JSCM talked to me about my new paper, entitled Dancing the Supply Chain: Toward Transformative Supply Chain Management:
Among the numerous SCM articles that appeared in 2020, one was particularly popular: Global Supply-Chain Effects of COVID-19 Control Measures by Guan et al. (2020). The authors “analyse the supply-chain effects of a set of idealized lockdown scenarios, using the latest global trade modelling framework”. This model is an extension of the so-called ARIO model, which is often used in the literature to simulate how negative shocks propagate throughout the economy. The findings can be summarized as follows: “Short, sharp shock: stricter COVID-19 lockdowns imposed earlier have a smaller economic impact than moderate lockdowns that last longer, according to an analysis of global supply chains. The researchers suggest a cautious approach to easing restrictions could also prevent subsequent lockdowns.” The article is part of the 2020 Altmetric Top 100, which lists the most discussed articles across 20 disciplines. It was published in the journal Nature Human Behavior.
Guan, D., Wang, D., Hallegatte, S. et al. (2020). Global Supply-Chain Effects of COVID-19 Control Measures. Nature Human Behavior, 4, 577–587. https://doi.org/10.1038/s41562-020-0896-8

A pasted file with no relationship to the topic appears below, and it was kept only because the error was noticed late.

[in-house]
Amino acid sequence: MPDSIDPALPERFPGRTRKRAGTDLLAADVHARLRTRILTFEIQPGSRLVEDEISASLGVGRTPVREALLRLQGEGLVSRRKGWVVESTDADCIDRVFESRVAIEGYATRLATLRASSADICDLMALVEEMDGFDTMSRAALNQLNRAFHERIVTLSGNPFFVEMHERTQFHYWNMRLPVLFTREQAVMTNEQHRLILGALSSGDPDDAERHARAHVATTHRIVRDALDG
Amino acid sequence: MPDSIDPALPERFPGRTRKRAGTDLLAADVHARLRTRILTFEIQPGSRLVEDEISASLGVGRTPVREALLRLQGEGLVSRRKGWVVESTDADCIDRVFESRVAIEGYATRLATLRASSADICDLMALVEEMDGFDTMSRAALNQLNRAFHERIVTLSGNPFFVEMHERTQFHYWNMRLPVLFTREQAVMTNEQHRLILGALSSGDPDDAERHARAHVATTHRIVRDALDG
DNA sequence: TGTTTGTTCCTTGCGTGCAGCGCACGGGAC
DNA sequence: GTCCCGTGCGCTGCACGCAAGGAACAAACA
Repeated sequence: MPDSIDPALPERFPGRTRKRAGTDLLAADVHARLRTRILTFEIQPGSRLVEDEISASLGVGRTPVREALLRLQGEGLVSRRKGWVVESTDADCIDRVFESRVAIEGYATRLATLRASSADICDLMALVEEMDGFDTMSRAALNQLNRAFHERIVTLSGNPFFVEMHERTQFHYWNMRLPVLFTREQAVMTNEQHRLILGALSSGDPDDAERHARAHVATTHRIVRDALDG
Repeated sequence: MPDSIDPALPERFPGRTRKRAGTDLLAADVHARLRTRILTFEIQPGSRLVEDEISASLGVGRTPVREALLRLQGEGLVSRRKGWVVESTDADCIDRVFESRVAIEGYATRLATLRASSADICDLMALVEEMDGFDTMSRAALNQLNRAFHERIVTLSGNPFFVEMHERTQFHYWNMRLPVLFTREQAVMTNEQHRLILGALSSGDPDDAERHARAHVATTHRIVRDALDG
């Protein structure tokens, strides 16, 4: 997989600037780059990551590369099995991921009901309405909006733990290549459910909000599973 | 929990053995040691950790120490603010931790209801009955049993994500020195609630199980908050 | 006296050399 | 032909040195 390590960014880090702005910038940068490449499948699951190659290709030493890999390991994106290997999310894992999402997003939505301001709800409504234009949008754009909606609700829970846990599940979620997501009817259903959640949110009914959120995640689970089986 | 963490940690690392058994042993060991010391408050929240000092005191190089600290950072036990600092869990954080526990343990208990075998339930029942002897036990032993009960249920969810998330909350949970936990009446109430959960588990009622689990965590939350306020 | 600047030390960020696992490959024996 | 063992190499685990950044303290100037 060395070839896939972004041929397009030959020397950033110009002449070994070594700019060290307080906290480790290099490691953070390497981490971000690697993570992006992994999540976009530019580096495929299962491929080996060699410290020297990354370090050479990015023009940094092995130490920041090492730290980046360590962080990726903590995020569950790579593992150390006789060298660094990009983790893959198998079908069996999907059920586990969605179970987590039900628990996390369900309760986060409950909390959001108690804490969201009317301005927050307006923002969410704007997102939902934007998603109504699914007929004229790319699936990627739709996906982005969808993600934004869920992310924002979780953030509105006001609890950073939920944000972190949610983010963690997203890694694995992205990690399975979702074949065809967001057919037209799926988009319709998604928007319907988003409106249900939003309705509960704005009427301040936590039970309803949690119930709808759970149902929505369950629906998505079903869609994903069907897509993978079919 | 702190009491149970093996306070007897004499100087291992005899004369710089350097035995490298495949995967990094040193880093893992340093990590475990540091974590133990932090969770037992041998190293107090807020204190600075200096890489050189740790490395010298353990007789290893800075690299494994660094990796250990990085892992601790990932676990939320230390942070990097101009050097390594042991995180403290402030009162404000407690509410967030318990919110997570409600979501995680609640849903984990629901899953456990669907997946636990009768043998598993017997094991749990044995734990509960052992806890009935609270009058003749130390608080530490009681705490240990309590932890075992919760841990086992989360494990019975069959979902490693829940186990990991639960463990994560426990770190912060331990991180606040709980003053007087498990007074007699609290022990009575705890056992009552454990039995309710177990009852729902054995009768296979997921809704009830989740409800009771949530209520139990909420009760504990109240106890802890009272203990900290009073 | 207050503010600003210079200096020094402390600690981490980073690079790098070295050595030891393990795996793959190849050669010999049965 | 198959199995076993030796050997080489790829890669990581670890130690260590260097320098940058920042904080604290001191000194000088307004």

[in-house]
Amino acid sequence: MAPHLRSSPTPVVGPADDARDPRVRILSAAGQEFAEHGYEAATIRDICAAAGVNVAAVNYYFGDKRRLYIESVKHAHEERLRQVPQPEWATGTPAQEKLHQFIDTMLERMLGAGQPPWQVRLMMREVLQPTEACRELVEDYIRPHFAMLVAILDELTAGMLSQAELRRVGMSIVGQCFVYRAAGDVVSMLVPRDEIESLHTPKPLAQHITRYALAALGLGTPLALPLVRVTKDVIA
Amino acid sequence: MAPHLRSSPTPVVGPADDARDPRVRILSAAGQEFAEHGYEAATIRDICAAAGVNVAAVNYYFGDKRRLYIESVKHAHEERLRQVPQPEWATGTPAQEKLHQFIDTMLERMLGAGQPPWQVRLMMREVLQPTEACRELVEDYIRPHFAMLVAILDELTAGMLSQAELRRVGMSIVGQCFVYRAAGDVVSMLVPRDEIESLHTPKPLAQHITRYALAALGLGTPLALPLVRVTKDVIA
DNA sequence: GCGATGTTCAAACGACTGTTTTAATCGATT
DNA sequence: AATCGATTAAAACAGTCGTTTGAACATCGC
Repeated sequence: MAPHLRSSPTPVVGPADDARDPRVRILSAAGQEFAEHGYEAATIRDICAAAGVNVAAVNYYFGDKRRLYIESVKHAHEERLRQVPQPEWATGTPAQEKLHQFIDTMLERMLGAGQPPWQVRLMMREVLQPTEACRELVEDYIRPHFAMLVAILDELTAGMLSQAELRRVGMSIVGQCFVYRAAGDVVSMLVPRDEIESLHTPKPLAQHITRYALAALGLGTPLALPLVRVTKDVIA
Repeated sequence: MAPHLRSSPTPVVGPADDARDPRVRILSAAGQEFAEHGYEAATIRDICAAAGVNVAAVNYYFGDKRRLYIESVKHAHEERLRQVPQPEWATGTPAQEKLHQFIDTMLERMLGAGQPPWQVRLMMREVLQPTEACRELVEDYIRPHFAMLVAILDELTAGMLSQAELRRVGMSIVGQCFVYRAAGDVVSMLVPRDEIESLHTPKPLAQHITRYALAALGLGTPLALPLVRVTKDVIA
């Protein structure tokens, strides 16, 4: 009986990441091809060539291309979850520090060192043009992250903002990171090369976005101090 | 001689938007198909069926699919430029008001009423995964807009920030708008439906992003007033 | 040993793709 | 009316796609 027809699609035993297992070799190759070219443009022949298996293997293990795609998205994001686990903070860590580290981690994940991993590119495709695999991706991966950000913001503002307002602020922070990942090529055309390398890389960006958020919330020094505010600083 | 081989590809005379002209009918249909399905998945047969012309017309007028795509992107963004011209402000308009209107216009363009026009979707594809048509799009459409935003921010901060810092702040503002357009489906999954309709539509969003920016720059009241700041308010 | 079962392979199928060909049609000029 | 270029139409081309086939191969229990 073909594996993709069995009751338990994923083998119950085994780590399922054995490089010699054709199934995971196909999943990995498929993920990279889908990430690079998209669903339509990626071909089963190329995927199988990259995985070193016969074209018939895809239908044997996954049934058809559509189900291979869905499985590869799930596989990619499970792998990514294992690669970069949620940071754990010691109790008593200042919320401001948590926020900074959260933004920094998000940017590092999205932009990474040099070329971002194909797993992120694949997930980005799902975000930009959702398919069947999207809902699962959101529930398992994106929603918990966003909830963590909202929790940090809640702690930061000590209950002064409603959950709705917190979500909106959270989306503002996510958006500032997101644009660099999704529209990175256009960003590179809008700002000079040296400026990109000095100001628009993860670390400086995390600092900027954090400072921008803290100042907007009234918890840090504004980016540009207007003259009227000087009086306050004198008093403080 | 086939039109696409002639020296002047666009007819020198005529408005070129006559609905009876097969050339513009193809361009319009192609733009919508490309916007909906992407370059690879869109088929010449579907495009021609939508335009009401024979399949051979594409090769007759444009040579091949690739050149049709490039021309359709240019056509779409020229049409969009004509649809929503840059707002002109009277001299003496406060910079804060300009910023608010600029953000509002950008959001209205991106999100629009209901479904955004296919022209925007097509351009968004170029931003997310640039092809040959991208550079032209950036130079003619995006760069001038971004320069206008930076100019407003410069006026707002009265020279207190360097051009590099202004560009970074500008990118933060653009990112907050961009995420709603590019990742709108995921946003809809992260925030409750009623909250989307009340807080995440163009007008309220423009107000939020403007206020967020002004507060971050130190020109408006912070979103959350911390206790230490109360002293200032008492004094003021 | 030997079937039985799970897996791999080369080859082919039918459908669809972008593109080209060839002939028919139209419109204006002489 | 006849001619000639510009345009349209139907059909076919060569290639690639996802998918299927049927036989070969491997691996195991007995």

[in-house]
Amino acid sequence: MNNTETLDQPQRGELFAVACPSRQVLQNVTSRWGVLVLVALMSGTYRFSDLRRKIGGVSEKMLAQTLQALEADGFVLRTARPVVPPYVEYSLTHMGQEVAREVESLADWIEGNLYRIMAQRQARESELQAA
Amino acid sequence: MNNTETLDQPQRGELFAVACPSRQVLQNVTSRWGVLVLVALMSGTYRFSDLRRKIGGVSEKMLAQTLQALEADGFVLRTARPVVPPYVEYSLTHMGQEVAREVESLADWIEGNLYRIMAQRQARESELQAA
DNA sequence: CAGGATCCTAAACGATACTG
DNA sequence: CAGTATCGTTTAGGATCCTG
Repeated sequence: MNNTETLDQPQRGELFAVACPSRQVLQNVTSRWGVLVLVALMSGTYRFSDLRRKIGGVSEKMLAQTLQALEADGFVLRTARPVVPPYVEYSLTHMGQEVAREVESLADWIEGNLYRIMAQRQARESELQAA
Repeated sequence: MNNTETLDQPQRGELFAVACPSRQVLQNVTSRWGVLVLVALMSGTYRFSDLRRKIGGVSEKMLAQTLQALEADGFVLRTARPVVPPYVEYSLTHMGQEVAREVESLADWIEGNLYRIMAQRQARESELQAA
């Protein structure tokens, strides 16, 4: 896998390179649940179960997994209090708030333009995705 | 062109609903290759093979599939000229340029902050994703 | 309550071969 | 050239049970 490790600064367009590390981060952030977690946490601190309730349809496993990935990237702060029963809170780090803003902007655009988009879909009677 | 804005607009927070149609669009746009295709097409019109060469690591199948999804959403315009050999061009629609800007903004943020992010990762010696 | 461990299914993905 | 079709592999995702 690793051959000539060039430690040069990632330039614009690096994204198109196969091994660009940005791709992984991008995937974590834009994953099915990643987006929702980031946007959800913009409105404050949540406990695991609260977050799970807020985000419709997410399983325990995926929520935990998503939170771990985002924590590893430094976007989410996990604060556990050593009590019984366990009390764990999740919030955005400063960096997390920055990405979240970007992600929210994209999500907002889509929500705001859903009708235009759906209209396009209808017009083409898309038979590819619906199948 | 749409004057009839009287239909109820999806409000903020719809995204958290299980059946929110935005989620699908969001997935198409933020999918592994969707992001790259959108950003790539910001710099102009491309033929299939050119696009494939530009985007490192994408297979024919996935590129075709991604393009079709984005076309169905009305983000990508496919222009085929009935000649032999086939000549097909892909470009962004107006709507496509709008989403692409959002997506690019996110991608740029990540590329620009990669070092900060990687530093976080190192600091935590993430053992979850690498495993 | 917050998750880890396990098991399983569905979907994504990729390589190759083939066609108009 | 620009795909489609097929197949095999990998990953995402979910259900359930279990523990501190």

A new World Economic Forum report, entitled Net-Zero Challenge: The Supply Chain Opportunity and co-authored with Boston Consulting Group, showcases “the opportunity that all companies have for huge climate impact through action to decarbonize global supply chains”. This report argues that addressing supply-chain emissions enables many companies to impact “a volume of emissions several times higher than they could if they were to focus on decarbonizing their own direct operations and power consumption alone”. Among the major findings of the report: (1) Many companies can multiply their climate impact by decarbonizing supply chains; (2) Eight supply chains account for more than 50% of global emissions; (3) Net-zero supply chains would hardly increase end-consumer costs; (4) But: decarbonizing supply chains is hard. The report contains a step-by-step guide, which shows nine major initiatives every company can undertake. These initiatives were identified through interviews with a large number of global companies that, according to the authors, lead the way in reducing supply-chain emissions.